Note: Because of restrictions placed by EA, I wasn’t allowed to capture any gameplay footage or screenshots of FIFA 18 on Switch while I was playing it.
I also wasn’t provided with any screenshots, and I don’t agree with showing Xbox One and PS4 screens in their place, because they aren’t an accurate representation of how the Switch version looks.
To make up for this, instead of screenshots of FIFA 18 on Switch, I’ve included my favourite Celtic goals against Rangers.
Quick disclaimer: I’m an enormous FIFA fan. I saved my pocket money for months to buy the first FIFA International Soccer on the Mega Drive on the day it launched in December 1993, and although PES took over my attention in the early 2000s (because of course it did) it still didn’t stop me buying every FIFA game over the years.
I’m not ashamed then to say that, after Super Mario Odyssey, FIFA 18 is the game I was most looking forward to try out when I visited Nintendo’s UK HQ earlier this week.
EA is infamous for fucking over Nintendo fans in recent times when it’s come to its sports games. FIFA 13 on Wii U was just an enhanced FIFA 12 with all the good modes taken out: this led to understandably poor sales which EA then pointed to as a reason never to make another Wii U FIFA.
As such, FIFA 18 marks the first time in FIVE YEARS that Nintendo fans will be able to play FIFA on a home console, and the first time they’ll be able to play ‘proper’ FIFA on a handheld (because, let’s face it, the 3DS versions couldn’t quite handle it even though they did their best).
I held my breath as I selected the FIFA 18 icon on the Switch I was using. “Please don’t bottle this one,” I thought. After just a minute into my first match, I exhaled. It’s legit.
Let’s not beat around the bush: the Switch version of FIFA 18 will not be as good as the Xbox One and PS4 versions. It won’t look as impressive – especially given the Xbox One X and PS4 Pro will likely output it at 4K – and it won’t use the Frostbite engine for ridiculously detailed character models and arena lighting.
However, to my eyes it also looks slightly better than the Xbox 360 and PS3 versions of FIFA. Do bear in mind, though, that this is just based on my first instinctive impressions while playing a couple of matches: until we get to do a proper side-by-side comparison the jury’s still out on that. It certainly seems to look better though.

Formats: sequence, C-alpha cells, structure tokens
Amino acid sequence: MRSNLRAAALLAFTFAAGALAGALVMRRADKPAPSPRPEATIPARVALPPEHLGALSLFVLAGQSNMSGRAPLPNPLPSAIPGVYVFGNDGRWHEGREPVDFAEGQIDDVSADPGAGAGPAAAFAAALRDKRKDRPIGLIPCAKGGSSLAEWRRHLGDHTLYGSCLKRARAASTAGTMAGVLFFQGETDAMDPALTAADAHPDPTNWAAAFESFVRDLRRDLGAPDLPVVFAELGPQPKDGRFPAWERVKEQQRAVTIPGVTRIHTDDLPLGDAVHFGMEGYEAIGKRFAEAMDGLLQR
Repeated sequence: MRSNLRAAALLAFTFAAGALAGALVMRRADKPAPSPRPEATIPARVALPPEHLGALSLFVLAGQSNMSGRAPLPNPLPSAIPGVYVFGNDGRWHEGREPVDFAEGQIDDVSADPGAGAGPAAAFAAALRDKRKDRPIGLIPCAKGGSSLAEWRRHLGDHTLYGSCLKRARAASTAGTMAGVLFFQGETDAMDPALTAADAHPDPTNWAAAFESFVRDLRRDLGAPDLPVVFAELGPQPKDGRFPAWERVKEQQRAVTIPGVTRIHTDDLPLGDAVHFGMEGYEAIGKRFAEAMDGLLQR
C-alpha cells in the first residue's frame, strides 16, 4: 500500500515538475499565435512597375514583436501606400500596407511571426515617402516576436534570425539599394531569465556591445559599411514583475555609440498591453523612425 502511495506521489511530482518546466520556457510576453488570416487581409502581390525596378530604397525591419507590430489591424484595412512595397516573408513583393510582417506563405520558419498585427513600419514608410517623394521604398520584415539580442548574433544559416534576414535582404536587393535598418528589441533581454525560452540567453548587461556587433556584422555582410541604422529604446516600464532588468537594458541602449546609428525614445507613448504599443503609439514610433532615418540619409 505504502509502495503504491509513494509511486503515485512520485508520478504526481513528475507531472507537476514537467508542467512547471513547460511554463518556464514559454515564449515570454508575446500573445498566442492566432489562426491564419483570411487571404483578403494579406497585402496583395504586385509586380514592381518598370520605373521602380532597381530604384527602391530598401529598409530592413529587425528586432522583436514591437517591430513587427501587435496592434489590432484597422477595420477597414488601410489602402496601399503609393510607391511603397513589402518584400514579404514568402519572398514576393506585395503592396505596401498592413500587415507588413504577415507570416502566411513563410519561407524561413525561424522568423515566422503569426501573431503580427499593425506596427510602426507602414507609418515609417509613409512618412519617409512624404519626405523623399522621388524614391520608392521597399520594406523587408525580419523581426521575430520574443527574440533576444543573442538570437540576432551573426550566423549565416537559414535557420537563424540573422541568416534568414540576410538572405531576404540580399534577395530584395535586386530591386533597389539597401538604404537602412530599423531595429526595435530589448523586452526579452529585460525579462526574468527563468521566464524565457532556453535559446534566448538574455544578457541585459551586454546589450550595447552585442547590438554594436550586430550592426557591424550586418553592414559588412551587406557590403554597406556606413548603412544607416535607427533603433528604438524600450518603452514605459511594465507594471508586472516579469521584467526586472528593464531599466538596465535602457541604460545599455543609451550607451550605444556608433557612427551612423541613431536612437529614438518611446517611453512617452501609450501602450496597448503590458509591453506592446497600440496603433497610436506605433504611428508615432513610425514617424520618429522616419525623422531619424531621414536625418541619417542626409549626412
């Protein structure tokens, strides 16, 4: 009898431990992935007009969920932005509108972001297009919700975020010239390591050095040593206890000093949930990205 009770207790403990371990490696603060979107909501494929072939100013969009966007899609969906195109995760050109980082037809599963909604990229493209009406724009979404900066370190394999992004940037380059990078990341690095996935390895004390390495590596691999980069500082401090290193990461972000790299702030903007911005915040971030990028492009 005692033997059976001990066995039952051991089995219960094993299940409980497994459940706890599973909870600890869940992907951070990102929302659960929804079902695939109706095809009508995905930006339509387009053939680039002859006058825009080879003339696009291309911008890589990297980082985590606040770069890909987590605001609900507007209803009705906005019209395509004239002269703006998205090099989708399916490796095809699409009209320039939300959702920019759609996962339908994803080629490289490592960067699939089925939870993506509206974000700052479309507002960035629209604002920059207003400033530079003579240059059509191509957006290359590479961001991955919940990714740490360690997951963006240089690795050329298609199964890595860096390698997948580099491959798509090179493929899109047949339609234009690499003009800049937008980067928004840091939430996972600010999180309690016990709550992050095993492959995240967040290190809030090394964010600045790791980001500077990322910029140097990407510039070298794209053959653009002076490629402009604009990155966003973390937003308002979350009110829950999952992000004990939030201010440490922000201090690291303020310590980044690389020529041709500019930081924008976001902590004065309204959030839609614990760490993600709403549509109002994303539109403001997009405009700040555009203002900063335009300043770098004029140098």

More importantly, EA has finally learned from its Wii U balls-up and has actually included most of the modes from the other versions of the game.
The proper Career mode from the other console versions is fully present and accounted for, online play is there, and even women’s football makes the ‘switch’ too (fuck the haters, I like playing the occasional Women’s International Cup as Canada every now and then as a nod to the missus).
Best of all, though, the legendary Ultimate Team mode is included, meaning it makes its Nintendo debut for the first time ever.
For those not in the know, Ultimate Team is cocaine for FIFA fans: starting with a team of 50-odd rated shitmunchers from the lower leagues of the world, you earn coins by playing matches and entering online and offline leagues.
These coins can then be spent either on packs of players and items, helping you improve your team, or in the game’s transfer market where you can buy the specific players you want for higher prices.
If you’re thinking this sounds like microtransaction city, you’re completely right. But, crucially, it isn’t necessary. I’ve never in my life spent a penny on FIFA beyond buying the main game every year and yet my FIFA 17 Ultimate Team squad contains the likes of Mesut Özil, Iniesta and a bunch of legends including Davor Suker, Filippo Inzaghi and the glorious Henrik Larsson.
What remains to be seen is whether your Ultimate Team can be accessed across different versions of the game, or whether they’re format-specific. The dream for me is getting FIFA 18 on both Xbox One and Switch, so I can play in full 4K glory on my Xbox One X at home, then continue messing around with my team on the Switch when I’m on the move.
If, however, it turns out I’m going to be stuck with two different teams – one on Xbox and one on Switch – that might give me less enthusiasm to use the mode on Switch.
Of course, this won’t be an issue for anyone who plans to buy it on Switch alone, but for people like me who’ll be using the Switch version more as a handheld accompaniment to the Xbox One / PS4 console version, it could be a pain. After all, the journey to a great Ultimate Team is hard enough when you’re doing it once a year.